Kristien Hens

This chapter explores why it had taken a long time before people considered testimonials of autistic people as valuable input of information. I analyse this as an example of epistemic injustice. I also elaborate on what this means to incorporate experiences of those who cannot express themselves very well in words, such as autistic people who do not use verbal language or people with an intellectual disability. I argue that this does not mean that these testimonials should be valued less, but that it is the moral duty of researchers, clinicians and ethicists to actively search for ways to take seriously testimonials that are a bit harder to understand or collect.

7. Experiences of Autism 
Kristien Hens and Raymond Langenberg

This chapter describes qualitative research of myself and others of the experiences of autistic persons. Such research demonstrates that autism is not solely a fixed identity that is persistent throughout one’s life. The diagnosis is a description of one’s functioning and can form the basis of how others understand you. As such, it is often a welcome explanation of the challenges people experience. But the meaning of autism and of the diagnosis of autism changes. There is the possibility for learning and misunderstanding in the interaction with others and the question of what it means to be autistic itself.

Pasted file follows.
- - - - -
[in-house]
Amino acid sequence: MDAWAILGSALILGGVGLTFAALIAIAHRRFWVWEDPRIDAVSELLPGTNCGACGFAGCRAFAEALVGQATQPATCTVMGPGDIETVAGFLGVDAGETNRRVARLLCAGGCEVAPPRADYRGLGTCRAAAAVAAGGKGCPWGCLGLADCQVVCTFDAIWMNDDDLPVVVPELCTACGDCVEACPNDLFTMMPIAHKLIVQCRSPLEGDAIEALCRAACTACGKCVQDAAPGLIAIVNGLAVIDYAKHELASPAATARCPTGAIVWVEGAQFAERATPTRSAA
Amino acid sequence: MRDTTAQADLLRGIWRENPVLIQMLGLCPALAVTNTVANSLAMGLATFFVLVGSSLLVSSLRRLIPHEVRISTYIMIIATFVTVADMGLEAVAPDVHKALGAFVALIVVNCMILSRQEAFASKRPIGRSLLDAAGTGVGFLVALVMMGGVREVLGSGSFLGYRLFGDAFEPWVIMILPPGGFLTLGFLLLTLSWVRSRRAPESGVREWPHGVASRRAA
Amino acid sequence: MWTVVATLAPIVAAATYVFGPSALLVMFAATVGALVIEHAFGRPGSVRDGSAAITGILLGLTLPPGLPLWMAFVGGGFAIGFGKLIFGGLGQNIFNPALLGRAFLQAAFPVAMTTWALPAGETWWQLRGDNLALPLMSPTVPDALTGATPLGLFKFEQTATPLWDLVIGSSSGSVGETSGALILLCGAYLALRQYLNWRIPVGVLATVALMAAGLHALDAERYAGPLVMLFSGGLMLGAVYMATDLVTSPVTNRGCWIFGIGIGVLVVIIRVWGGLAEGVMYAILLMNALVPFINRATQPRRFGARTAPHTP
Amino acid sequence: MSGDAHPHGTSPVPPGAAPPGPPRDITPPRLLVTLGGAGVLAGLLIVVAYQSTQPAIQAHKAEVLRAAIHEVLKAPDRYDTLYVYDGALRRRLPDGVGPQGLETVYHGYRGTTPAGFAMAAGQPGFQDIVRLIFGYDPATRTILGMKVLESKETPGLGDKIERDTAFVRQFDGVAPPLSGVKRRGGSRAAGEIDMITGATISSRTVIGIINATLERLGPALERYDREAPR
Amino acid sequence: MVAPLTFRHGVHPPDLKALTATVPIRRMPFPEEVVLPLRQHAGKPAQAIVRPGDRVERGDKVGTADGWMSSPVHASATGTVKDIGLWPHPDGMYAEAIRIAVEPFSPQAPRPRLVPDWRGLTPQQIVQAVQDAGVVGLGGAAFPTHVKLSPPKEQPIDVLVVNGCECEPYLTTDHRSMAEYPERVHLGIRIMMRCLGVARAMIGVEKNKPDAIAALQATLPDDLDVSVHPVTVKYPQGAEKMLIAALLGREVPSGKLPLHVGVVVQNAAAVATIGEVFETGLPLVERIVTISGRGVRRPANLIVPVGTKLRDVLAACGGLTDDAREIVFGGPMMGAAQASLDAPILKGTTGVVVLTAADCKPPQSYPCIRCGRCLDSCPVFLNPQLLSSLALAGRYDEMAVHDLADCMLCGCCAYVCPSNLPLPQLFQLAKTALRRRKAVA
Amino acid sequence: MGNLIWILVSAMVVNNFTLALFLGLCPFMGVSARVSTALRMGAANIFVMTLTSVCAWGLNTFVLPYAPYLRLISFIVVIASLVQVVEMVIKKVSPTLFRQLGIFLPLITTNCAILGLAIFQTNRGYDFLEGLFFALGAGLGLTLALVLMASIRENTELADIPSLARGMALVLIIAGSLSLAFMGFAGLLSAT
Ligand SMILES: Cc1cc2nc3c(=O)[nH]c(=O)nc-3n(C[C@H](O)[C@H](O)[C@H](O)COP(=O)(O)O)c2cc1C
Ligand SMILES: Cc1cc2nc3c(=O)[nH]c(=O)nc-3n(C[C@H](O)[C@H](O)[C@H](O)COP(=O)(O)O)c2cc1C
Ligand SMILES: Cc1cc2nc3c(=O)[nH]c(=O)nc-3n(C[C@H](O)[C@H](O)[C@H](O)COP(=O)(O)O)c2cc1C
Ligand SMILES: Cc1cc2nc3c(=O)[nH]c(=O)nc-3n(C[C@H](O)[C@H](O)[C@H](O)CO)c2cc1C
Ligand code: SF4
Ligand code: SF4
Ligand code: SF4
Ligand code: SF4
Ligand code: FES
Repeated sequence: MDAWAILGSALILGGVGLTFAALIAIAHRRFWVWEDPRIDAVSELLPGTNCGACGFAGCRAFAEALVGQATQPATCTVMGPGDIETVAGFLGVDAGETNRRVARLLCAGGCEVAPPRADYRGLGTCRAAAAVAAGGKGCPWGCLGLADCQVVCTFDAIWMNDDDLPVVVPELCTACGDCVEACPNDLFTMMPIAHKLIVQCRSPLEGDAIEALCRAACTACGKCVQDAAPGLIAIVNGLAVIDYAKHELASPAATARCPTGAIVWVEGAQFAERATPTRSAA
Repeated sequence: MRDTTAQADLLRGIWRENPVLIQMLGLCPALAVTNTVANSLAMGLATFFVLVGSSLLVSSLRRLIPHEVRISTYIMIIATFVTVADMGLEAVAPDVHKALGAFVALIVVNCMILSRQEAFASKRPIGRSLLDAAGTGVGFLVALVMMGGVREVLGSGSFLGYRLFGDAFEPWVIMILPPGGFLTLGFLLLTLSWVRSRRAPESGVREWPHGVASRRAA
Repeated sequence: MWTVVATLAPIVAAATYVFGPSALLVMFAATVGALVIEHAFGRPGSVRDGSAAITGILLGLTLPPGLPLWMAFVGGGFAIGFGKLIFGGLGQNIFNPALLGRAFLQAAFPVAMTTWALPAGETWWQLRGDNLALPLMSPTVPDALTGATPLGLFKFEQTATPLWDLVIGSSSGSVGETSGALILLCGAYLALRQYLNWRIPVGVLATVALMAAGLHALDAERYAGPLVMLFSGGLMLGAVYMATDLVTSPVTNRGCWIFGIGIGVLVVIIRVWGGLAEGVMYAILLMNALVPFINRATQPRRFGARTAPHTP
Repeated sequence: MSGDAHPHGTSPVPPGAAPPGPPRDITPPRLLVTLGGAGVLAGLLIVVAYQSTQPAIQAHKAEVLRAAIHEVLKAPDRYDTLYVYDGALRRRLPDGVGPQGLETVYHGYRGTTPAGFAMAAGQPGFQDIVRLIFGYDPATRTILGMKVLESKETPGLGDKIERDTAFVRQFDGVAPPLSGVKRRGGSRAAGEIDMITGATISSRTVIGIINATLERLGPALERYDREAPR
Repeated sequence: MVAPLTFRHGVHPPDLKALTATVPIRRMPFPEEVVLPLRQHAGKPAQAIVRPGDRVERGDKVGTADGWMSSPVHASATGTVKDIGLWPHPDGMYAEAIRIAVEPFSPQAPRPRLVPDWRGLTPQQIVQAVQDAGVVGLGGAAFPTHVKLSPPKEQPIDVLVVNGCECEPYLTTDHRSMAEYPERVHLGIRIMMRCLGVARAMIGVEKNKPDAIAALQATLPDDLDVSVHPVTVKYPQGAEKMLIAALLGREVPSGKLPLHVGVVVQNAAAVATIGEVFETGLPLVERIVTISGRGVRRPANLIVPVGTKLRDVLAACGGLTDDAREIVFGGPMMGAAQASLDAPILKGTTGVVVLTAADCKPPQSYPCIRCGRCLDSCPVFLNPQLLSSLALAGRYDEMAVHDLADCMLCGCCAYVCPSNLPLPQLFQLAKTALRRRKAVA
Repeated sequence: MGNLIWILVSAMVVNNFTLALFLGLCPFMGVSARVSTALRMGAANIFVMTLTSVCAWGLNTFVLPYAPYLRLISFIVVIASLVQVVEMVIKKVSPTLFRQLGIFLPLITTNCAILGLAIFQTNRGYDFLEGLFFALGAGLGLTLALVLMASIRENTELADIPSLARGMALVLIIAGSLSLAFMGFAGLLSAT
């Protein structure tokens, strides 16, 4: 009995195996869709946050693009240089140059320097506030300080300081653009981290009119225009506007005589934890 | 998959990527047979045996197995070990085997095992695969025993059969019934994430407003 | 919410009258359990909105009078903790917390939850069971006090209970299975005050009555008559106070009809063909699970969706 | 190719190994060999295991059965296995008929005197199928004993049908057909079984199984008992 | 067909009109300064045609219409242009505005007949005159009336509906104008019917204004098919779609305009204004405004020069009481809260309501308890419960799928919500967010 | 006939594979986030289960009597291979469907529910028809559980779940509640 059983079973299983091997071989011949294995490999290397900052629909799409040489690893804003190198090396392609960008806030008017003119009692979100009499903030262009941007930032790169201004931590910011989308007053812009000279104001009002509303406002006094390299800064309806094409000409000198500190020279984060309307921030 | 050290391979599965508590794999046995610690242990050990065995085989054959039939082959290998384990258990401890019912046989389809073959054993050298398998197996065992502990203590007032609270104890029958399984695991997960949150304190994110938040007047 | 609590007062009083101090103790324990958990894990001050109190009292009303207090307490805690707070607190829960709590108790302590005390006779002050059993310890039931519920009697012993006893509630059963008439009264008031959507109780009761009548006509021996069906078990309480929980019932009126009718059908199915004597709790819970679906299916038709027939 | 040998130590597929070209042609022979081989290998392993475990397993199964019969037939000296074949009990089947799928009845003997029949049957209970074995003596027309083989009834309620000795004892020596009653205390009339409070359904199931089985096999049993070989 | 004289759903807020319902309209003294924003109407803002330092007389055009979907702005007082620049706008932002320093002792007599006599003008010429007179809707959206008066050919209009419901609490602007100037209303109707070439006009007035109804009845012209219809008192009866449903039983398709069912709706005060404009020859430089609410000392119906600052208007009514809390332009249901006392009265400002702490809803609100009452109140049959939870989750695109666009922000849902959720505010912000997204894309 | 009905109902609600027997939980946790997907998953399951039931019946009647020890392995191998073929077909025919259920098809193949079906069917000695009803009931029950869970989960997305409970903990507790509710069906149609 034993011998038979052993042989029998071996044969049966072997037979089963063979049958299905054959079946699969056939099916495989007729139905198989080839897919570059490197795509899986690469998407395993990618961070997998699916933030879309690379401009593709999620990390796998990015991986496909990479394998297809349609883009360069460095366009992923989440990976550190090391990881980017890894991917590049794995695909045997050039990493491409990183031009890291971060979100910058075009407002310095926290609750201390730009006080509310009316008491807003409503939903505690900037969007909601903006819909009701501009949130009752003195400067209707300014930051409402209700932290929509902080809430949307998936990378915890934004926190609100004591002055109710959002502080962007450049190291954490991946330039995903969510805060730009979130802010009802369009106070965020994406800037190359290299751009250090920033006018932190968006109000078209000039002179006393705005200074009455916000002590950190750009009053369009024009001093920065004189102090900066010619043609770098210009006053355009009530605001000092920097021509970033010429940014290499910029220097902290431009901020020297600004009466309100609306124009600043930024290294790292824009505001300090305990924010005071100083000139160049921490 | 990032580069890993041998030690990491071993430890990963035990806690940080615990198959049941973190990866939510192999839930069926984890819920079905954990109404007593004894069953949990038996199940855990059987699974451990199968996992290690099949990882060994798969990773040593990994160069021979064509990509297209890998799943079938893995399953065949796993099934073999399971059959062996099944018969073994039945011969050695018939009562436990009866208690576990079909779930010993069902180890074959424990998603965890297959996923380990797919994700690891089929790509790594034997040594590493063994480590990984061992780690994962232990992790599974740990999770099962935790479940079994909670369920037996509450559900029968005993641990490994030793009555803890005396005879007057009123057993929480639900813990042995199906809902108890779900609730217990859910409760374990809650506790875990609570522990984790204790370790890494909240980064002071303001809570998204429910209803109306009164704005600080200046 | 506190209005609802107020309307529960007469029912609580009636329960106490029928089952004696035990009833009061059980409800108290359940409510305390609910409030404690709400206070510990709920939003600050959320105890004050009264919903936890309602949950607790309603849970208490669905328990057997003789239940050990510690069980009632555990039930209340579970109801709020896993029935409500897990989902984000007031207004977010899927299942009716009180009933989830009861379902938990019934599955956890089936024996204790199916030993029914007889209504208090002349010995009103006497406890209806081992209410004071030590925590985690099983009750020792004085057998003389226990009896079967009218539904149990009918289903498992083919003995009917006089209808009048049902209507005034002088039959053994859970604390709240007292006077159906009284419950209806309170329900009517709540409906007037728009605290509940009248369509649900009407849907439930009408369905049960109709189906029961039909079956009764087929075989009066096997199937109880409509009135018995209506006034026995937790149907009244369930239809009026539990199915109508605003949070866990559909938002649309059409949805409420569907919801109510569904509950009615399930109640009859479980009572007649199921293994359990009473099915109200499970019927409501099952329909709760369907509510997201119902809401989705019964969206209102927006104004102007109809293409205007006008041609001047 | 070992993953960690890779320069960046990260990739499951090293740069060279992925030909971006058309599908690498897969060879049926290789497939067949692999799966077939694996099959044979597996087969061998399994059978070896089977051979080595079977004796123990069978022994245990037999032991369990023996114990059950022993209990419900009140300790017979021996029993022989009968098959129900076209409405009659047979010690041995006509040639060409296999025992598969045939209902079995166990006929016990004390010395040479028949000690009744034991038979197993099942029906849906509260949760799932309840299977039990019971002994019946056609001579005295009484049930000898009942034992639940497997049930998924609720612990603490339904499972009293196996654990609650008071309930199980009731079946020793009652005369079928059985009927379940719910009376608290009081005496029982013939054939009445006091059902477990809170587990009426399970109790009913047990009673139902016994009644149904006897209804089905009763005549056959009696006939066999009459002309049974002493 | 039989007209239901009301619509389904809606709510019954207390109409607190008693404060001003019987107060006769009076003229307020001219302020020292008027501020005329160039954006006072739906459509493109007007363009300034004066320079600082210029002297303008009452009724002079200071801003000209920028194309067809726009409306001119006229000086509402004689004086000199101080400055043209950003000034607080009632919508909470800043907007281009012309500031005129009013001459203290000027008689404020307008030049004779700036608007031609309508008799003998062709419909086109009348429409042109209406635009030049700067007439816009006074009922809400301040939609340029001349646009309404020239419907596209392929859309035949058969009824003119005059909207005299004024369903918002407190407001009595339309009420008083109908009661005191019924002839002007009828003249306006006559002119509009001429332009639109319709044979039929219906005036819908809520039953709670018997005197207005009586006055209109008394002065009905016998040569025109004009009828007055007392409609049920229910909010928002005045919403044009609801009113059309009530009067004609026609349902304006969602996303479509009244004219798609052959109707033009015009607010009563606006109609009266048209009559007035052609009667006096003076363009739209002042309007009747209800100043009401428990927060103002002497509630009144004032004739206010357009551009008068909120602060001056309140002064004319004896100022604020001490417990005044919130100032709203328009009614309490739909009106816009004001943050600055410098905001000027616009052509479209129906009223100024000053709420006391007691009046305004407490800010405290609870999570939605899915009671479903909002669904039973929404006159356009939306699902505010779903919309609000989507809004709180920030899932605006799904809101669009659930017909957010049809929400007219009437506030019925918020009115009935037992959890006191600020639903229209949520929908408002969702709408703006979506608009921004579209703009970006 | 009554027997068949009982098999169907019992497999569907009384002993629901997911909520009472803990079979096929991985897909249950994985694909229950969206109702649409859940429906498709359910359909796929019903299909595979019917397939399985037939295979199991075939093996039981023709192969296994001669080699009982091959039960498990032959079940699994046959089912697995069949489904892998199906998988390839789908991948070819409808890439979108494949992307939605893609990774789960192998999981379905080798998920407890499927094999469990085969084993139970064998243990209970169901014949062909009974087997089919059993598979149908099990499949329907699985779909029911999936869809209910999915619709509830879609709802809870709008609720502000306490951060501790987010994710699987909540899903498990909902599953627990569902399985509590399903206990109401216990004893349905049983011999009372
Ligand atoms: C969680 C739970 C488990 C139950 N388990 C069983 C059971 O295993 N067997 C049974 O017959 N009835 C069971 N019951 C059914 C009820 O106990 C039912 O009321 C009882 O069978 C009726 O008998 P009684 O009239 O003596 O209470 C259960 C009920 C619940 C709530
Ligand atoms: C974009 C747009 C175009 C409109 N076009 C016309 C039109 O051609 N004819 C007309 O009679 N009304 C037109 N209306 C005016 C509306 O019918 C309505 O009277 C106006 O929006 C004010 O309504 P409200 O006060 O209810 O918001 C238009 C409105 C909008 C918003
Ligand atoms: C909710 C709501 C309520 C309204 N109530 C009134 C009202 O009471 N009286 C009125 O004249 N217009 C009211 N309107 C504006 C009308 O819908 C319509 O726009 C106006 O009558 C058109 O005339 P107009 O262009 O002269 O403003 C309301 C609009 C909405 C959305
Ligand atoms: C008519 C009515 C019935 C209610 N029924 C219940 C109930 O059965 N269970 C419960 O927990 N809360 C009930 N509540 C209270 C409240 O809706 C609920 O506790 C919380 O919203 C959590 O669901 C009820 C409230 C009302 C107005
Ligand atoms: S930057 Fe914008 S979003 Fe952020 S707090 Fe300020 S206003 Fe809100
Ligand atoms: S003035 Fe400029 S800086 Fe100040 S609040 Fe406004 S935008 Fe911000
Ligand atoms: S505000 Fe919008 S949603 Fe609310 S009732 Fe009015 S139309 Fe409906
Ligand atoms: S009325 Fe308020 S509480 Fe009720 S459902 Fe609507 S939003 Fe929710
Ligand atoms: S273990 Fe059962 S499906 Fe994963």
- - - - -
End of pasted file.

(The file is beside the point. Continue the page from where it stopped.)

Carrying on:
8. Interlude: Autism and Time 
Kristien Hens

This chapter offers some speculative reflections on autism and time. I describe autistic experiences of time in literature and in empirical research. Such experiences may be different from neurotypical experiences of time. However, this does not mean that autistic people are permanently out of sync with neurotypical people and vice versa. Respecting each other’s vulnerability is a question of adapting the own behaviour to accommodate the other and recognizing a joint base from which the other can be understood to help the other tackle challenges in such a way that they feel comfortable.

PART III: DYNAMICS OF AUTISM

9. Labels and Looping Effects 
Kristien Hens